Sports Illustrated is blaming the Marlins for being responsible for 44 percent of the drop in Major League ticket sales this year. The Herald's Doug Hanks, an expert numbers cruncher, says it's more like 21 percent.
In fact, there's been a huge drop this year -- and last year's ticket sales were disappointing. Loria says the poor attendance last year was a reason that he had to dump his recently acquired stars, which has led to even worse attendance this year.
So blame the fans? Yes and no. Attendance last year was 2.2 million -- a huge increase for Marlins but disappointing for a brand new ballpark. Many teams sell out their first year in a new park, buoyed by a wave of excitement.
Truth is, Florida is a tough state for sports teams. The Tampa Bay Rays draw mediocre crowds and they have smart management and a competitive team in a tough division. Miamians like to show up for superstars and winners -- the Heat playoff tickets are going for huge amounts, we're told. But during the regular season, it was easy to buy seats for the world champ Heat and the game's MVP.
Contrary to many voters in Miami, I believe governments have a role to play in building sports arenas -- a creation of civic pride in a big-league city.
That being said, just about everything else in the Marlins Park deal was utterly stupid -- like so many things in this city. Fumbling, compromising politicians were dealing with a carpetbagger owner who didn't understand the city or its logistics.
Major League Baseball wanted a ballpark downtown. They had picked out a spot near Metrorail and the Government Center. Pols nixed that deal. The Marlins looked at Bicentennial Park -- walled off by fences so that the homeless (and the public) couldn't use it. A ballpark on that site let to a big uproar in the media because the green space was much needed -- an uproar not heard later when it was decided to take away the green space for two museums.
So the pols and Marlins compromised on the Orange Bowl site. That was a huge mistake. It wasn't near public transportation. It was an awkward drive from the Interstate. There were big parking problems. But the land was available. So it was one of those compromises -- like Metrorail, which has a route designed by pols in the 1980s to appeal to voters, not on what was best for people's commutes and transit needs.
I hear Broward residents talk about going to the Orange Bowl site as if they were entering an Iraq war zone. Some people in Dade consider it "inner city." Well, that's a stupid impresssion, best left for another time. Let me just say that I park on the street (for free) about four, five blocks from the park and haven't had any security issues.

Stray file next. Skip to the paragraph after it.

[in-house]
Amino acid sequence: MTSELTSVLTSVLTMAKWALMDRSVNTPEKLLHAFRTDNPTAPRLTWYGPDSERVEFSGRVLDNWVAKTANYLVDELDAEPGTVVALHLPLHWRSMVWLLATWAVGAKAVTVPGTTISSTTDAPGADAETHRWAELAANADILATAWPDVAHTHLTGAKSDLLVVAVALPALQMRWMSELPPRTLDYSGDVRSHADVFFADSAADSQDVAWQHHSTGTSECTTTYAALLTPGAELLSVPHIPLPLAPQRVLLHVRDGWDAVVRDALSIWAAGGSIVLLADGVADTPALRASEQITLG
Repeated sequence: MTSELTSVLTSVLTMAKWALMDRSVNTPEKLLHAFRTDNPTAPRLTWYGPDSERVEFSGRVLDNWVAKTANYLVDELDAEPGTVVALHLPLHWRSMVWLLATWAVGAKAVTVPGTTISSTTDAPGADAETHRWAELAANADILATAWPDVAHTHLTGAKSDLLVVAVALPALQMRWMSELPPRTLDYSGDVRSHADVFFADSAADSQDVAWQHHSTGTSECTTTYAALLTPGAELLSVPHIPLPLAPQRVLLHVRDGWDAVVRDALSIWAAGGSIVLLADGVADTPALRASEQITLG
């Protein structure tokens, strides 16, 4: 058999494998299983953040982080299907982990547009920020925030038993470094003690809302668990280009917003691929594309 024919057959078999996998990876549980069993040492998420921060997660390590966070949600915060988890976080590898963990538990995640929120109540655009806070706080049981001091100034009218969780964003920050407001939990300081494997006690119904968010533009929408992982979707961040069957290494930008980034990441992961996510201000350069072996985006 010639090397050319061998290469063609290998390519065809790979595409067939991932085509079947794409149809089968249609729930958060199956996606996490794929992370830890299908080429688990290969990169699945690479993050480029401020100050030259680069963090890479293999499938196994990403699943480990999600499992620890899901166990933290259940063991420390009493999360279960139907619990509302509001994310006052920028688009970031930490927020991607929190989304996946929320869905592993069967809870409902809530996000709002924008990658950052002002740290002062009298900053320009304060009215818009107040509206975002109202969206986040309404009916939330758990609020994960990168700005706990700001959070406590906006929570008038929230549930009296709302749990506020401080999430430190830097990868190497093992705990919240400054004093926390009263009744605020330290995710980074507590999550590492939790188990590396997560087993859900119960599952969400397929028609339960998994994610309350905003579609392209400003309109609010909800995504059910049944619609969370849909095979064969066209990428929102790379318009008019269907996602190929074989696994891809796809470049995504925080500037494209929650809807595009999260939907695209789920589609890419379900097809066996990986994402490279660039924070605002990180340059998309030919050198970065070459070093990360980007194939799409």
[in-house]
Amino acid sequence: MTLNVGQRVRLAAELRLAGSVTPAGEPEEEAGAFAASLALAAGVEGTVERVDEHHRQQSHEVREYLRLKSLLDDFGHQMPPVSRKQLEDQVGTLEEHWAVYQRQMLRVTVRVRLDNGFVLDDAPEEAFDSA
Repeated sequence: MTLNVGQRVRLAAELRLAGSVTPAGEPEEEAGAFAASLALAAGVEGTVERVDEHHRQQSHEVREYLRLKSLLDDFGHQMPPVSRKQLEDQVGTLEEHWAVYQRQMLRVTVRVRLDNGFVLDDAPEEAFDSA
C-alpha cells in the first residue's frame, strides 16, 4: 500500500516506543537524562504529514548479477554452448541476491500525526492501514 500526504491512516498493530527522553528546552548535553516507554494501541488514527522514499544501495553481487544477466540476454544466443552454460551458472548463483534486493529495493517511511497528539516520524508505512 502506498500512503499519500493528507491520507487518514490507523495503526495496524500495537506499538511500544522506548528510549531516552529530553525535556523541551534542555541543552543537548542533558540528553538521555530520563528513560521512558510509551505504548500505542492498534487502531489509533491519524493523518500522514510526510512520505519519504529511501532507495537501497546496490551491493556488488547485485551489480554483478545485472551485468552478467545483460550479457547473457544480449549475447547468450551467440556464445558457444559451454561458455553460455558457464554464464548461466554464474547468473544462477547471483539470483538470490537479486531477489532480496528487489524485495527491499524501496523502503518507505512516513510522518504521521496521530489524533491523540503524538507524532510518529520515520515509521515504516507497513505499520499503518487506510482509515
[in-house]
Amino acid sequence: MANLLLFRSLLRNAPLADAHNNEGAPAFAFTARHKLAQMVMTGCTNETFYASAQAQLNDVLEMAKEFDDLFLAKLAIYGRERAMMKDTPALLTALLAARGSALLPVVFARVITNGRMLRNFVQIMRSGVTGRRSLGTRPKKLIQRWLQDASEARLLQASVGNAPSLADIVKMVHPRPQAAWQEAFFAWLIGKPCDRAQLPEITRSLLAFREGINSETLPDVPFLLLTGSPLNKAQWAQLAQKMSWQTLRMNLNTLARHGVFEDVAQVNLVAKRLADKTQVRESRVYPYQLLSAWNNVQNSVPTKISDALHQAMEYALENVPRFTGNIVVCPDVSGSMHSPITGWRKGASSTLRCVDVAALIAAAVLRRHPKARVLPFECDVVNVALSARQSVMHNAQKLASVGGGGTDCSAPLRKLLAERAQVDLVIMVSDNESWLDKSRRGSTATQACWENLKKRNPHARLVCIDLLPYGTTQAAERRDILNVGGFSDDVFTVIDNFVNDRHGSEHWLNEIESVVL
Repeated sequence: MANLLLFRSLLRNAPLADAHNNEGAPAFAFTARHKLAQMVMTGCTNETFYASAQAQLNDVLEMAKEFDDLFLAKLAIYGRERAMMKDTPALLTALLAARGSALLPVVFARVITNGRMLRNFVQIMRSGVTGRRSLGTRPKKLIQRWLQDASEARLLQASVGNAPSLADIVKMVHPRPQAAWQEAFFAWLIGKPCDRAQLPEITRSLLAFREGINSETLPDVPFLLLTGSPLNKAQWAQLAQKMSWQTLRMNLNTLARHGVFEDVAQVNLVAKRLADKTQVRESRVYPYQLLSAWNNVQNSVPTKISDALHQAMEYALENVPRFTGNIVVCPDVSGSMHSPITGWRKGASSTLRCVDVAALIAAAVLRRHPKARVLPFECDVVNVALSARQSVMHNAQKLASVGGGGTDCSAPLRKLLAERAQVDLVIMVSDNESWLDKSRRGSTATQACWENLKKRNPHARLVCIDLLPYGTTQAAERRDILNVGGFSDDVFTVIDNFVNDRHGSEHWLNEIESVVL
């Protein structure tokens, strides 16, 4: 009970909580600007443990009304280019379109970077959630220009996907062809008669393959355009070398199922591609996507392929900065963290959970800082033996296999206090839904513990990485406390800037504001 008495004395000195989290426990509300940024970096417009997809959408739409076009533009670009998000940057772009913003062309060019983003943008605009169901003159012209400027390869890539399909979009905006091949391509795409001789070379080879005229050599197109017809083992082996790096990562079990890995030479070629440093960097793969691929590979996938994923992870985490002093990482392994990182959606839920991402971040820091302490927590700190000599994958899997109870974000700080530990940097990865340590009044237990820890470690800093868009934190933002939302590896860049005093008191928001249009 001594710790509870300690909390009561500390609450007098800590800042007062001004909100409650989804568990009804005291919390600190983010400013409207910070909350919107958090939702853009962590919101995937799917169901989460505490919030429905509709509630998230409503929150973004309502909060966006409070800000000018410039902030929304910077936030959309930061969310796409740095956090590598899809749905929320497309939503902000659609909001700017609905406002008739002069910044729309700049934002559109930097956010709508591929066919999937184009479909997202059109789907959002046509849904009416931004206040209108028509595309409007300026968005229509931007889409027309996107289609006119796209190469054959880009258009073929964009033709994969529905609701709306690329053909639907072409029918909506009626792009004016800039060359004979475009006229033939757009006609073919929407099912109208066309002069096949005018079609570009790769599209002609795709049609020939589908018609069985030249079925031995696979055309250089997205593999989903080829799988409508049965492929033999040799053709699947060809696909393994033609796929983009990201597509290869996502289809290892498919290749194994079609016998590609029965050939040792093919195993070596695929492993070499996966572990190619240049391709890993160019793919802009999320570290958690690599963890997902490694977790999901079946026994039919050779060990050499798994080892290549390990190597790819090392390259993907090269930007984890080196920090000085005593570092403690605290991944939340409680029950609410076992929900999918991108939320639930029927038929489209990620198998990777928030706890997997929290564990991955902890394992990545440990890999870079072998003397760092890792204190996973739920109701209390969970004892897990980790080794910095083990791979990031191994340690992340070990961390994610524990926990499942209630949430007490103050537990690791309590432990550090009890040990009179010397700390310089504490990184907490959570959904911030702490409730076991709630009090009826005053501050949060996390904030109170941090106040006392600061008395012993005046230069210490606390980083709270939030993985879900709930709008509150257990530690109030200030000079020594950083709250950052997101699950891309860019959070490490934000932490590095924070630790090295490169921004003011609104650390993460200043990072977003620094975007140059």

Contrast Marlins Park with Target Field in Minneapolis -- put together with various government funds. With careful urban planning, it was shoe-horned into the heart of the city. There's a very close connection to the Interstate for those who drive, and at night and on weekends, there is a large supply of nearby parking used by office buildings during weekdays. What's more, there's a light rail that goes right past the ballpark.
And in the Upper Midwest, people love their baseball -- even a poor performing Twins. They essentially sold out the 39,000-seat park the first year and a half (I tried to get tickets on a Thursday night late in first season and couldn't.) They flood downtown restaurants and help accentuate an already vibrant downtown (something Miami still struggles with).
Camden Yards is another great park in a great location. I went to a late Saturday afternoon game there, and afterward thousands flooded out into the shops and restaurants of the downtown harbor area.
The Marlins location shows no coordinated urban planning, no strong will to make the city a better place -- and baseball fans (and team owners) are stuck with it for decades to come. My only hope is that over time, like Wrigleyville, the area will grow up around the ball park.
Last year, Marlins attendance had dipped to 23,539 (in a 36,742-seat park) by the fourth game, according to Baseball-reference.com. And attendance got worse as the team stumbled. Loria, who had spent a ton of money last year putting together a mediocre team, was enraged -- and sold off the stars. And attendance this year is abysmal.
After Tuesday's losss to the Phillies, the 2013 Marlins are now 16-43. The 1962 Mets, who set the record for losses in a season, had that same record.